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COVID-19 and Contracts

By Caragh Deery - Law Student @ St Hilda's College, Oxford


As a result of COVID-19, governments across the world have taken unprecedented measures to reduce the spread of the virus. Measures have included national lockdowns, travel bans, and mandatory social distancing. Whilst we have all felt the impacts of those measures personally, the impacts have been particularly significant for businesses. This piece considers how businesses might rely on the law to overcome some of the difficulties that have arisen.

The Impacts on Businesses

Lockdowns mandate the temporary closure of many non-essential businesses. Once reopened, social distancing requires those businesses to adapt to operate in new, COVID-compliant ways. This creates numerous difficulties for businesses. First, adapting business procedures to ensure that staff and customers are safe is costly. Businesses face significant increases in cleaning fees and incur additional costs such as installing plastic screens. Second, for businesses manufacturing goods, numerous, prolonged closures slow production. This puts the business behind schedule in the fulfilment of orders already made and limits its ability to accept new orders. Moreover, even once the goods have been produced, there are further hurdles to overcome before those goods are delivered. Travel bans and issues with supply chains have significantly slowed down cross-border trade. Cumulatively, these factors have resulted in many businesses being unable to fulfil all of the contractual obligations that were entered into pre-COVID.

How will the law deal with these situations?

Non-performance of a contract, without lawful excuse, amounts to a breach of contract and thus leaves the non-performing party liable to pay damages to the other party. It works against the national interest for a large number of disgruntled parties to seek damages from businesses during an already difficult and financially precarious time. The survival of businesses is crucial for a healthy post-COVID economy. The UK Cabinet Office has thus encouraged parties to act responsibly and fairly in the performance and enforcement of contracts where there has been a material impact from COVID-19. Greater flexibility by parties will reduce the detriment to non-performing parties.

Unfortunately, there is no existing legal doctrine under English law that captures this spirit of co-operation. If the parties did wish to rely on a legal doctrine, frustration would be the most obvious choice. The doctrine of frustration operates to discharge a contract where, after the formation of a contract, something occurs which renders performance of the contract physically impossible, illegal or something radically different from that which was in the contemplation of the parties at the time of entry into the contract. However, this will not capture all agreements and, even where it does, the consequences of the doctrine are draconian. The contract is discharged completely, meaning that the parties have no further contractual obligations. This is problematic as it leaves no discretion to the courts. If discharging the contract will leave one party significantly out of pocket, while leaving the other largely unaffected, the court cannot intervene to distribute the burden more evenly.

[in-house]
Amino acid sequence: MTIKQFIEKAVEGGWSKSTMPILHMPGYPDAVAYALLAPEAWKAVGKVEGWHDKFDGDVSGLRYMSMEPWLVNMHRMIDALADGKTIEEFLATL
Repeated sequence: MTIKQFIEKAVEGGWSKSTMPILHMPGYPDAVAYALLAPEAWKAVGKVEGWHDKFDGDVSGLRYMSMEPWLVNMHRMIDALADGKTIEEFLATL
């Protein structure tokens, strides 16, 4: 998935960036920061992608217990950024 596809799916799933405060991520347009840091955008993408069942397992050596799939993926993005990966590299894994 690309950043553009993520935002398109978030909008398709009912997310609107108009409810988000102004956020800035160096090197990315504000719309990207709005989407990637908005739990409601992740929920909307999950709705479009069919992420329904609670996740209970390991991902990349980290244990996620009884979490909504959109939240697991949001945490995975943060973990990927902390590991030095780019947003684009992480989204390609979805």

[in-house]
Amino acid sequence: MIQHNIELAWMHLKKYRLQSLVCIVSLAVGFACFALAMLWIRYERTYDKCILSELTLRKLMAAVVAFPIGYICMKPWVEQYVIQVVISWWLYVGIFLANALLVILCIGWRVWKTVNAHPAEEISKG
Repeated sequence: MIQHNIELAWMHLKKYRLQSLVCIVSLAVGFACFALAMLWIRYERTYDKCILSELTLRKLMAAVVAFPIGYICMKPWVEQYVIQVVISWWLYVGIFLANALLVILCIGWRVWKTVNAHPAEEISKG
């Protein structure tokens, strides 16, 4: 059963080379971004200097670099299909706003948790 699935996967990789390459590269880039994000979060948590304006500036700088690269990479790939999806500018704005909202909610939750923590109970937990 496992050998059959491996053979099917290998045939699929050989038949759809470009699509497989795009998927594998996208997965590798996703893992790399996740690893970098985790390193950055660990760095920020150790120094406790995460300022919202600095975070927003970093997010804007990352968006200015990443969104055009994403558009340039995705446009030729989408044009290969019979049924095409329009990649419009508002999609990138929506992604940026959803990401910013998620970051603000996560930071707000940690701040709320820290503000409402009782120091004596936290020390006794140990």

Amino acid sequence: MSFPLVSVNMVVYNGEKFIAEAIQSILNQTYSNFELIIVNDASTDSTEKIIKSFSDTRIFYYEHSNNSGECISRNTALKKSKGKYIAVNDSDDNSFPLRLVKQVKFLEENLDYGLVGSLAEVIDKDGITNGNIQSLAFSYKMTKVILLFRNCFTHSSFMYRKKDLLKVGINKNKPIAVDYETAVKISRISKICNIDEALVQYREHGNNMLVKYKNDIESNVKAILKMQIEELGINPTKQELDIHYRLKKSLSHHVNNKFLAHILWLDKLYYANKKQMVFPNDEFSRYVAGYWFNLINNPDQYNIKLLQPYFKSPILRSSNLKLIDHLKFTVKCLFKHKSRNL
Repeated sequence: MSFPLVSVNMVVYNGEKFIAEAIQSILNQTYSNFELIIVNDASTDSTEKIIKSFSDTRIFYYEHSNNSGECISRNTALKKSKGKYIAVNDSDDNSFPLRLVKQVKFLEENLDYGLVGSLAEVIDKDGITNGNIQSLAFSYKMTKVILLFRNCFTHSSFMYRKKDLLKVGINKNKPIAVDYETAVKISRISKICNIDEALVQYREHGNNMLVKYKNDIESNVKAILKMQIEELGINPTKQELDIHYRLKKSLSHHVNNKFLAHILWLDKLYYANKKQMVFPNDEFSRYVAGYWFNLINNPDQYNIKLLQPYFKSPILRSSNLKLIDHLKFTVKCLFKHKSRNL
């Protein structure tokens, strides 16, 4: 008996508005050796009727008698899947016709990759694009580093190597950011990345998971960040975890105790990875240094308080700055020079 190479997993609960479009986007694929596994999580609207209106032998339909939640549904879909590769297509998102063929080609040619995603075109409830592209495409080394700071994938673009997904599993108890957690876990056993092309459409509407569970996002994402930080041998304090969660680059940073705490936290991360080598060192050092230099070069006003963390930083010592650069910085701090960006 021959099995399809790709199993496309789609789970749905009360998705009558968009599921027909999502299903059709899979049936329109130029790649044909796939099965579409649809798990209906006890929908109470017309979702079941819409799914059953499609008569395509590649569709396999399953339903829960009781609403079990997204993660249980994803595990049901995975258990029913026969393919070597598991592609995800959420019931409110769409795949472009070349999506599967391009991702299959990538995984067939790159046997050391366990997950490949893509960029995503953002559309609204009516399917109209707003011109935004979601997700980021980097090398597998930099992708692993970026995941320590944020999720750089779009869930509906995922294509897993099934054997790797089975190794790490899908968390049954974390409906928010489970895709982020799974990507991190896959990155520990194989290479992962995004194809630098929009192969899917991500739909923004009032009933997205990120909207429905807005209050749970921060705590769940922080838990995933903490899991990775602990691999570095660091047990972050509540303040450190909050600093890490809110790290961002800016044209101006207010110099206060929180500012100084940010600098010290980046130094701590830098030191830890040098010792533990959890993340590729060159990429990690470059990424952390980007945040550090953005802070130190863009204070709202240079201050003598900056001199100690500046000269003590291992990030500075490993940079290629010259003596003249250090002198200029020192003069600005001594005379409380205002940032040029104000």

How can parties protect themselves?

Most businesses will not want to risk finding themeselves at the mercy of the doctrine of frustration. Legal commentary on COVID-19 has advised businesses to consider instead the impacts of the pandemic at the drafting stage. For example, force majeure clauses can alter parties' obligations and/or liabilities under a contract when an extraordinary event or circumstance beyond their control prevents one or all of them from fulfilling those obligations. When negotiating the terms of the contract, the parties can decide how to allocate liability upon the materialisation of an event captured by the clause. The courts will – with a few exceptions - be bound to apply the term as drafted to respect the sanctity of contract. This puts greater power in the hands of the parties to determine the contractual result and should result in fairer - or at least more economically balanced - outcomes.

Force majeure clauses will be most effective for contracts entered into since the beginning of the pandemic. Drafters in 2019 will unlikely have had in their minds the possibility of an event quite so extraordinary as the pandemic that has since unfolded. This might mean that some parties will still have to rely on the doctrine of frustration in order to be relieved of their contractual duties. Perhaps the time has come to consider whether the law ought to inject a greater degree of remedial flexibility into the doctrine of frustration.

Further reading:

  1. An overview of the doctrine of frustration:

  2. A piece by a law firm on the potential role of force majeure clauses in the face of the pandemic:

  3. McKinsey report on the implications of COVID-19 for businesses (Note: this is not a legal report, but the law does not operate in a vacuum - it must respond to changes in society and the world!)

1 Comment

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